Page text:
Thursday, 9 September 2010

There's no smoke without ire

The phrase 'be careful what you wish for' has never been more apt. Quick-tempered right wingers have spent the last few years, both here and in the States, attempting to demonise Islam as a religion of terrorists and radicals. On both sides of the pond reactionary rhetoric has been cleverly composed to manipulate the populace into a position of fear and intolerance.

The most recent hot-button issue has been the announcement of plans to build a mosque at 'Ground Zero' - interpreted by certain news organisations and commentators as an opportunity to dance on the graves of the 3,000+ people who lost their lives on 9/11.

A wide variety of politicians and pundits have been quick to add their voices to the mix, usually taking the stance that the concept of 'freedom of religion' was never meant to include Muslims. There have been a number of protests - with one Muslim cab-driver even being stabbed in New York. Ironically, his attacker was later identified as a "volunteer with a nonprofit organization that works to promote cross-cultural understanding." I guess they need to work a bit harder at that.

But the anti-Muslim sentiment reached its nadir last week when the Pastor of a little-known church in Florida announced his plans to organise an international 'Quran Burning Day'. Despite arguing that he's not a bigot, Terry Jones, head of the Dove World Outreach Center in Gainesville, intends to burn a pile of Islamic holy books on the anniversary of 9/11. He told the press, who were quick to pick up the story, "It's something that we feel we need to do. It's a message that we feel we need to send."

But there's a silver lining to the cloud of acrid smoke that will gather in the skies over Gainesville on Saturday. Key Republican mouthpieces, who have previously been keen to stoke the fires of anti-Islamic sentiment, have spoken out against the pastor's plans, seemingly horrified by the antagonism they've helped to create.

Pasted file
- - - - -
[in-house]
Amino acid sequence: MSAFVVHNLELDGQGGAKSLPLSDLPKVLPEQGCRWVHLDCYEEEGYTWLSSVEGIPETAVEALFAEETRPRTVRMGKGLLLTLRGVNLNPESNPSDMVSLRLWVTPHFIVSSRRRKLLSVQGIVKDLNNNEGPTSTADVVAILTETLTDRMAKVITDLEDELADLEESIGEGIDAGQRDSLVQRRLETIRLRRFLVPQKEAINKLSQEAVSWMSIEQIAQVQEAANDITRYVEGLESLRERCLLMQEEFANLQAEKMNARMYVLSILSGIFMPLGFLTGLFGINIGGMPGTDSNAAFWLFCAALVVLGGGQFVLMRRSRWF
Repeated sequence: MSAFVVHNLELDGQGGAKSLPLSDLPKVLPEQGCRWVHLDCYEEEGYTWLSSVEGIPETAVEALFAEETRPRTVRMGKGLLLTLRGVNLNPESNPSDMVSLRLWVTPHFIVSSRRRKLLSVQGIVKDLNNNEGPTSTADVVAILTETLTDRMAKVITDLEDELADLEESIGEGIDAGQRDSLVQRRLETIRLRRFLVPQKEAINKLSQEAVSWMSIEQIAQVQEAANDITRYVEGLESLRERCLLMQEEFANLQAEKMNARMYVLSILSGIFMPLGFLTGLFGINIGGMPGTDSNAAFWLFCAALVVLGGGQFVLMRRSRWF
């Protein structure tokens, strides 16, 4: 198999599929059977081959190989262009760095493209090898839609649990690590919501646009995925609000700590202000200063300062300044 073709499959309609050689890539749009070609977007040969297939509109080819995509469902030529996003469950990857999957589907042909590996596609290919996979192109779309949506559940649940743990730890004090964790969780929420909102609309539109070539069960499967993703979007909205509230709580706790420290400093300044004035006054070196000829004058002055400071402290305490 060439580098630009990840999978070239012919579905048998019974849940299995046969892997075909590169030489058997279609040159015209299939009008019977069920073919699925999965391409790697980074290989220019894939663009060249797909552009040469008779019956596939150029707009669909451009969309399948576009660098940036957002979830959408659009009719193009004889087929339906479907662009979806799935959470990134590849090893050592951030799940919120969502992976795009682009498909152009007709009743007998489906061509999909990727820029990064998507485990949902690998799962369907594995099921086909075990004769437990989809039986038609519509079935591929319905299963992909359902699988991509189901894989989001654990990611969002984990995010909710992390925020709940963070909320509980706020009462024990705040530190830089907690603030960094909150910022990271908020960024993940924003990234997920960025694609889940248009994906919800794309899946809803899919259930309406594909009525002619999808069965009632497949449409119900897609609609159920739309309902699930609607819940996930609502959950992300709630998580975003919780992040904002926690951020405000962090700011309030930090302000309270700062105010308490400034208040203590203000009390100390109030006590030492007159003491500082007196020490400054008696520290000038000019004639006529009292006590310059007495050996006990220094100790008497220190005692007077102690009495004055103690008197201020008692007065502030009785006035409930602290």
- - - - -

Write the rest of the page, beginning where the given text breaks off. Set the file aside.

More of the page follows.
Fox New lunatic Glenn Beck and photogenic brain-donor Sarah Palin have both written eloquently (the latter, likely using a ghost-writer who understands basic sentence construction) about the fact that burning religious books is 'antithetical' to American ideals. Sure, freedom of speech might entitle people to demonstrate their displeasure, but that doesn't make it acceptable or appropriate.

Even more comforting, is the fact that Tennessee Pastor Steve Stone is doing his bit to open minds and hearts in his (red) neck of the woods. When he heard 18 months ago that a new Islamic Center (American news source, American spelling) was opening in Memphis, he was quick to post a sign that read "Heartsong Church welcomes Memphis Islamic Center to the neighborhood."

The local Muslim community were apparently overwhelmed by this welcoming gesture, and as a result a thriving interfaith network has been forged between the two constituencies. Stone and his counterpart Dr. Bashar Shala have even appeared on news shows together to talk about their mutually respectful relationship.

Stone recently blogged that "The majority of the response both locally, nationally and internationally has been positive and affirming. And honestly, that has been both surprising and heartening to me. My guess would be that 90+% have responded that way."

Whether it's God at work, or simply the natural order of things, it's comforting to see that the universe has a way of correcting itself. The appeal of extremism (on either side) tends to be fairly short-lived.

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